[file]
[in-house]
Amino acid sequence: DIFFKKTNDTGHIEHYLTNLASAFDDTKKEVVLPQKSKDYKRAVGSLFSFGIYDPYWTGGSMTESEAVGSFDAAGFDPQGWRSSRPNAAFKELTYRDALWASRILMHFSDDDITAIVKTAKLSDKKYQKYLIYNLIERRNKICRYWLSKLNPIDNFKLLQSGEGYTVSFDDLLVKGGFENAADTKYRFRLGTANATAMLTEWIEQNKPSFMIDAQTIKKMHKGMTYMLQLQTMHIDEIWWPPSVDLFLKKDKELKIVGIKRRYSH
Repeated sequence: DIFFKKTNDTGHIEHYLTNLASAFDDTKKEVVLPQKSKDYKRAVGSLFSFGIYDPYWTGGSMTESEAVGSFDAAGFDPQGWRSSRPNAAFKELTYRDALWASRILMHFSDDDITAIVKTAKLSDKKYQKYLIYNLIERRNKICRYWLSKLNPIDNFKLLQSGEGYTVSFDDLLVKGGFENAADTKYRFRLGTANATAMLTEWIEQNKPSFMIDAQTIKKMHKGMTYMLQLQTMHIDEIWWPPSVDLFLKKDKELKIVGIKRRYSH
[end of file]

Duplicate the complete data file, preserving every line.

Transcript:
[in-house]
Amino acid sequence: DIFFKKTNDTGHIEHYLTNLASAFDDTKKEVVLPQKSKDYKRAVGSLFSFGIYDPYWTGGSMTESEAVGSFDAAGFDPQGWRSSRPNAAFKELTYRDALWASRILMHFSDDDITAIVKTAKLSDKKYQKYLIYNLIERRNKICRYWLSKLNPIDNFKLLQSGEGYTVSFDDLLVKGGFENAADTKYRFRLGTANATAMLTEWIEQNKPSFMIDAQTIKKMHKGMTYMLQLQTMHIDEIWWPPSVDLFLKKDKELKIVGIKRRYSH
Repeated sequence: DIFFKKTNDTGHIEHYLTNLASAFDDTKKEVVLPQKSKDYKRAVGSLFSFGIYDPYWTGGSMTESEAVGSFDAAGFDPQGWRSSRPNAAFKELTYRDALWASRILMHFSDDDITAIVKTAKLSDKKYQKYLIYNLIERRNKICRYWLSKLNPIDNFKLLQSGEGYTVSFDDLLVKGGFENAADTKYRFRLGTANATAMLTEWIEQNKPSFMIDAQTIKKMHKGMTYMLQLQTMHIDEIWWPPSVDLFLKKDKELKIVGIKRRYSH